The SketchFlow map shows you all screens composing your prototype and the connections between them. At each moment you can add a new screen to your prototype.


And the new screen is automatically added to your solution.

3. Sketch styles for controls

Blend 3 offers you tons of controls for your application (most of them are coming from the Silverlight SDK, or Silverlight Toolkit or other component vendors) which have a nice and polished look. They are good for real applications but not for a prototype. I mentioned the reason in the introduction section – the customer often focuses on the wrong things and also the customer easily tempts into thinking that they are seeing more than there is. That’s why the SketchFlow comes with a built-in sketchy style, which makes controls look as if they were drawn on the white board in the office. Adding to this the various drawing tools and the sticky notes, the designer has a complete set of tools for sketching and prototyping.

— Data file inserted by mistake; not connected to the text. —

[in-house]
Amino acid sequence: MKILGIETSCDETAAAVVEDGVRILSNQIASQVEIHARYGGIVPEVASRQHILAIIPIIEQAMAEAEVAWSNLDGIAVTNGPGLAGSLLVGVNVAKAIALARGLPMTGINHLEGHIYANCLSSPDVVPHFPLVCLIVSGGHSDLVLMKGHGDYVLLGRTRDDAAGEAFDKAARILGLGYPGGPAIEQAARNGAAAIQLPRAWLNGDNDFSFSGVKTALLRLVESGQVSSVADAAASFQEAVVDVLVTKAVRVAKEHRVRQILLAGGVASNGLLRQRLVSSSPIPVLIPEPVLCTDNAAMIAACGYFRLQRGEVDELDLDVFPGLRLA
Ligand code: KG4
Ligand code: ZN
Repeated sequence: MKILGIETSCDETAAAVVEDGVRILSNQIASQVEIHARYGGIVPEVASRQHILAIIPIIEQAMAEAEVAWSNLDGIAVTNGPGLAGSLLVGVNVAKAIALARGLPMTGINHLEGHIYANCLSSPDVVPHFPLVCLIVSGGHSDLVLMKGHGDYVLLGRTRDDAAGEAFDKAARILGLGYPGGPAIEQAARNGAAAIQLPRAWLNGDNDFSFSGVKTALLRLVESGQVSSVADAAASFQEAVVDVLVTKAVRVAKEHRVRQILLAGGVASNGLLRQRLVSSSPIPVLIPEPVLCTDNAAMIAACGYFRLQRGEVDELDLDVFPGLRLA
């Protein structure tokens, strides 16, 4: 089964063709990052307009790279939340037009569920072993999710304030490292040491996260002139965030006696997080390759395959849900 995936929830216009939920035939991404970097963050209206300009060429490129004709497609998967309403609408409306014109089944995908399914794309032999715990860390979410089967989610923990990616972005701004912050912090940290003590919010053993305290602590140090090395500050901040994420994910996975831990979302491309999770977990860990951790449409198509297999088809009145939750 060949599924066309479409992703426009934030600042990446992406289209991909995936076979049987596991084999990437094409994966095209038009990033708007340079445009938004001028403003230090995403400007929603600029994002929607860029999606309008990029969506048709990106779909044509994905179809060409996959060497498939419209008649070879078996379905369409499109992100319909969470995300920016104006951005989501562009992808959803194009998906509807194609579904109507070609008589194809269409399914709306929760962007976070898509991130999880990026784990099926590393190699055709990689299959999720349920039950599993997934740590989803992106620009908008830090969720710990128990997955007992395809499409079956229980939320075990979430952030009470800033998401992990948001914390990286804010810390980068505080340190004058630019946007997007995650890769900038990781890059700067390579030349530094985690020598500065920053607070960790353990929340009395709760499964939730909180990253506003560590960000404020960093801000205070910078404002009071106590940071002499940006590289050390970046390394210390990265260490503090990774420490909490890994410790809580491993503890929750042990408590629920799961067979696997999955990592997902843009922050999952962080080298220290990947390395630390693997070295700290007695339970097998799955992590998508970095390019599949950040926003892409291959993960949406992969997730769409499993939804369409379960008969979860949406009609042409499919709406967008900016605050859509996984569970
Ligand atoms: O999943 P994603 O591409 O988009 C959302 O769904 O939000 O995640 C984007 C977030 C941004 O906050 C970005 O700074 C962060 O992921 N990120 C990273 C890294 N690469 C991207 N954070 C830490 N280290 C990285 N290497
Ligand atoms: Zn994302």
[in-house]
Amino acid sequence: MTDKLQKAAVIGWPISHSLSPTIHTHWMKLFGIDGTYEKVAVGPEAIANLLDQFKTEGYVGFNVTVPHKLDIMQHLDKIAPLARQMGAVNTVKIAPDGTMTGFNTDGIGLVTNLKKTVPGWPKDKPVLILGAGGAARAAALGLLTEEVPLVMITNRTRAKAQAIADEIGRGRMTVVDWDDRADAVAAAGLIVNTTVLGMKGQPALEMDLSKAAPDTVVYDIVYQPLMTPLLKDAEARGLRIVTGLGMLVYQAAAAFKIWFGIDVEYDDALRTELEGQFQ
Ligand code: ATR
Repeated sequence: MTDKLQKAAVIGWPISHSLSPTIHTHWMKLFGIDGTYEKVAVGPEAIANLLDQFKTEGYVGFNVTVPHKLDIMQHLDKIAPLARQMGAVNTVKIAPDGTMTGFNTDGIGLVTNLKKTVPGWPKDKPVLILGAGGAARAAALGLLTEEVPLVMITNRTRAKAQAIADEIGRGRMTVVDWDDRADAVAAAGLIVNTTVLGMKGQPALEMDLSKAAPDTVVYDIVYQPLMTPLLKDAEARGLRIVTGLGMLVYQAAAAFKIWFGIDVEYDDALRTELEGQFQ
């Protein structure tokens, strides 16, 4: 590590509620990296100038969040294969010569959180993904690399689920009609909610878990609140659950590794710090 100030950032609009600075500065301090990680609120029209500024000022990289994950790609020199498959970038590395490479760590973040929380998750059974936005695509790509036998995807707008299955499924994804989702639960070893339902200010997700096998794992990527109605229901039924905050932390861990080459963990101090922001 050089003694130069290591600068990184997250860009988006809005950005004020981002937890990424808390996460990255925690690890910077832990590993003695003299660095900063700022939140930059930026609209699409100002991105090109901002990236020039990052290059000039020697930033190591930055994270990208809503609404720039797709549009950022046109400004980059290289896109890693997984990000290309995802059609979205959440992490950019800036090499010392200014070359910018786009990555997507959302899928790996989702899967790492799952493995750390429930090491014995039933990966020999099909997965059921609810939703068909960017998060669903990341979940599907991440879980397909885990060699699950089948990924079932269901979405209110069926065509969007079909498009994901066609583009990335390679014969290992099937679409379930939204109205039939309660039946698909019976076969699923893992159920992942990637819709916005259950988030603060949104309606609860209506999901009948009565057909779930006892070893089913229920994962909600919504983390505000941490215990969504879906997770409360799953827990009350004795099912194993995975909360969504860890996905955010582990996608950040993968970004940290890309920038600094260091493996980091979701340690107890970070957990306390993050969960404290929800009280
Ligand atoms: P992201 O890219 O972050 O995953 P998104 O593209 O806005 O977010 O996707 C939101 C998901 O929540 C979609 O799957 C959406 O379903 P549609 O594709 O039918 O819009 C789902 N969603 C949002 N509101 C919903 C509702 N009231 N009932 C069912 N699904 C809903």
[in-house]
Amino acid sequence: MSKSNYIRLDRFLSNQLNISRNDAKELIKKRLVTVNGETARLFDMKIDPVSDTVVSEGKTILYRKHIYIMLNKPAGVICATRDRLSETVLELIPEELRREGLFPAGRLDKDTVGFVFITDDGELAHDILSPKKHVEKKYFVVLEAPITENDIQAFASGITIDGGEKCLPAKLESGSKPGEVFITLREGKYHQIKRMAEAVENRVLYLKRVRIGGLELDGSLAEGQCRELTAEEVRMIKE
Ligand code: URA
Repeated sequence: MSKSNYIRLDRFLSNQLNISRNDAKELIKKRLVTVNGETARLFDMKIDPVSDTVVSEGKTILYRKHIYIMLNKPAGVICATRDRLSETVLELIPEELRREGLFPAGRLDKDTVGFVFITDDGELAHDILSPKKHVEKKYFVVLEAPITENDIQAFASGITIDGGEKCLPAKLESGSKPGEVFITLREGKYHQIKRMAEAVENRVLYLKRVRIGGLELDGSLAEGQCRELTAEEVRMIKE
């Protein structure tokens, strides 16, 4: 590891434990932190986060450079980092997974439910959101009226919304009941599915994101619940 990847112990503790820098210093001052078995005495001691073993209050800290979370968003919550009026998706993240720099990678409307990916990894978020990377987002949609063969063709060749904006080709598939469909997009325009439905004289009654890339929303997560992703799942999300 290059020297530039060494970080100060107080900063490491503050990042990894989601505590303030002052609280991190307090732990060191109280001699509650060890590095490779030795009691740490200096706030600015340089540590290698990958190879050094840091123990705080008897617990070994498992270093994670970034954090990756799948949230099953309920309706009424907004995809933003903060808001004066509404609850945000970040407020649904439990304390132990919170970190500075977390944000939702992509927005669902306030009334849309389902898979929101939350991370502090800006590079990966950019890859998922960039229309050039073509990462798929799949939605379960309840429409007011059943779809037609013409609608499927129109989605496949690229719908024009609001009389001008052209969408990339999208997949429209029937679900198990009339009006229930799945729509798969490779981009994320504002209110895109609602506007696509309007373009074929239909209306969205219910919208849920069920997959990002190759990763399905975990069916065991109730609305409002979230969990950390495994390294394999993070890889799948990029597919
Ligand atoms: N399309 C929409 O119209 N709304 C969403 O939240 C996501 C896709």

All sketch controls (styles) may be found in the Assets panel (Windows -> Assets), under the node SketchFlow -> Styles -> SketchStyles.

Of course all controls are fully functional, they just have been templated. Also that at any point you may make a standard control to look like a sketchy control – with the right mouse button choose Edit Template.


4. Adding navigations

The SketchFlow map shows you all screens, composing your prototype and the connections between those screens. In order your prototype to be complete and to give the customer a full vision about the flow, the customer must be able to navigate (switch) between the different screens. For example you may want to place a “Back” or “Next” button on a specific screen and when the user presses that button to go back on the previous (or the next) screen. You can allow navigations in two ways. First you may use the built in behaviors.